The Effect of Oxygen Administration on Regional Cerebral Oxygen Saturation (rSO2) in the Non-block Side After Stellate Ganglion Block
|ClinicalTrials.gov Identifier: NCT01532713|
Recruitment Status : Completed
First Posted : February 14, 2012
Last Update Posted : March 5, 2014
Stellate ganglion block (SGB) is known to increase blood flow to the innervation area of the stellate ganglion. Near infrared spectroscopy reflects changes of blood volume and allows continuous, non-invasive, and bedside monitoring of regional cerebral oxygen saturation (rSO2). Previous studies have shown the increment of the rSO2 on the block side from the baseline and the decrement of the rSO2 on the non-block side after SGB. Patients with cerebral vascular disease undergoing SGB might be at risk a decrease in cerebral blood flow in the non-block side. The investigators researched the effect of oxygen administration on rSO2 in the non-block side using a near infrared spectroscopy after SGB. 5 L/min oxygen was supplied via nasal cannula from 15 minutes after SGB. The rSO2 in the non-block side were measured before SGB and 5, 10, 15, 20, 25 and 30 minutes after SGB.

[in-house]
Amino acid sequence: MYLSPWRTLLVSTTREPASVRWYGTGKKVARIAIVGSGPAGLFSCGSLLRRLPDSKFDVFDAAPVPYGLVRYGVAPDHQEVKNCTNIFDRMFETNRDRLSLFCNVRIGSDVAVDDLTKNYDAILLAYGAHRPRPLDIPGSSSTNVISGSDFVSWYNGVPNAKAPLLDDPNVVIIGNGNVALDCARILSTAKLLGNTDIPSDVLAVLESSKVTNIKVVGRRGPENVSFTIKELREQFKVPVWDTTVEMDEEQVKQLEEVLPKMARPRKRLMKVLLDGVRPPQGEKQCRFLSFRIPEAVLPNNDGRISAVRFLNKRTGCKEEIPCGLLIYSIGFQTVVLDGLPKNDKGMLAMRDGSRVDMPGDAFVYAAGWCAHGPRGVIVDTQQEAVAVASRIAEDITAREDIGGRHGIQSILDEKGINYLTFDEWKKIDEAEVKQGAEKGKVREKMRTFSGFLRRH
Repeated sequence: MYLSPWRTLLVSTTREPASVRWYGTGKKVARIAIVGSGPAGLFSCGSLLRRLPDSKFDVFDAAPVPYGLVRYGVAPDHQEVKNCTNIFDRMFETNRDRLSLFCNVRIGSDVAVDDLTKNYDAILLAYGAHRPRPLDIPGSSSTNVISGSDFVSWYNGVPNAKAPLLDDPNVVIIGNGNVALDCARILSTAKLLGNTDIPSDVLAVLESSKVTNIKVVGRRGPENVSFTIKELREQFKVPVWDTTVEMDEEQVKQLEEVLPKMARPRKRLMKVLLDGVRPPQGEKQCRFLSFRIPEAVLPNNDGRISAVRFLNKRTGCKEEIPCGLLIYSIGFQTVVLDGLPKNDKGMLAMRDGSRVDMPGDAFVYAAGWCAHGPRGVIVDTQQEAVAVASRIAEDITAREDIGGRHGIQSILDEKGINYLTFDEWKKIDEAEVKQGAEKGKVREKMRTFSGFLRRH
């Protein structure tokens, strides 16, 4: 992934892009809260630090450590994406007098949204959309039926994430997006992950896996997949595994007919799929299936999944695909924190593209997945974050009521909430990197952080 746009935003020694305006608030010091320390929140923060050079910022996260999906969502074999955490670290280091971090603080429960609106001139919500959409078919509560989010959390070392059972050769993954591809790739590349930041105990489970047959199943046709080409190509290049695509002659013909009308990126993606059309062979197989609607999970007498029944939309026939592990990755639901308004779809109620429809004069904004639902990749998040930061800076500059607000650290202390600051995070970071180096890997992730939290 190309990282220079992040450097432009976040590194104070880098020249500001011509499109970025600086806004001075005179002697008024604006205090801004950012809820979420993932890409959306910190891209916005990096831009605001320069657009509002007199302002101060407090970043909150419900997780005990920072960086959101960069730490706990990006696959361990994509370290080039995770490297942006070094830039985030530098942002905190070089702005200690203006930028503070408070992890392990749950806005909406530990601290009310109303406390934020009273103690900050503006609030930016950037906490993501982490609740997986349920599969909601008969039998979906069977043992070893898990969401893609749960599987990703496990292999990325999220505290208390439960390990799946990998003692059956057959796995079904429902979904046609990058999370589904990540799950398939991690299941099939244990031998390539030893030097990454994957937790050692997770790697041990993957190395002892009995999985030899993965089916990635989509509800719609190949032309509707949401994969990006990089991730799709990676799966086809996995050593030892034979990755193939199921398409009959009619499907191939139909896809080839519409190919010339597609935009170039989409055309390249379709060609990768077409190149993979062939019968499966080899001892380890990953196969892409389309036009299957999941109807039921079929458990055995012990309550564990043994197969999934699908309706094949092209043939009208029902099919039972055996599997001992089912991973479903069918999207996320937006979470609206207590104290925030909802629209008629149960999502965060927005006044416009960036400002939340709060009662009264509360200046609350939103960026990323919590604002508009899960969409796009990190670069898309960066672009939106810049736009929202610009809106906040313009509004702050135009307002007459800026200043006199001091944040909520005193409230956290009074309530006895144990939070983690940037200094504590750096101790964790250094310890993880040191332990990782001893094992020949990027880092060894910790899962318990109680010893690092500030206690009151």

The present study suggests that oxygen administration can increase the rSO2 of non-block side. In conclusion, it is our belief that oxygen supplement is helpful to the patient with cerebral vascular disease during SGB.
|Condition or disease||Intervention/treatment|
|SSNHL(Sudden Sensory Neural Hearing Loss)||Procedure: oxygen administration|
|Study Type :||Interventional (Clinical Trial)|
|Actual Enrollment :||38 participants|
|Intervention Model:||Single Group Assignment|
|Masking:||None (Open Label)|
|Study Start Date :||January 2012|
|Primary Completion Date :||December 2012|
|Study Completion Date :||March 2013|
|Experimental: non-block side||
Procedure: oxygen administration
nasal O2 5L/min via nasal cannula
- increase on the regional cerebral oxygen saturation [ Time Frame: 5 minutes after oxygen administration ]The rSO2 on the non-block side after SGB and additional oxygen administration will be compared with the baseline rSO2.
Please refer to this study by its ClinicalTrials.gov identifier (NCT number): NCT01532713
|Korea, Republic of|
|Seoul, Korea, Republic of, 120-752|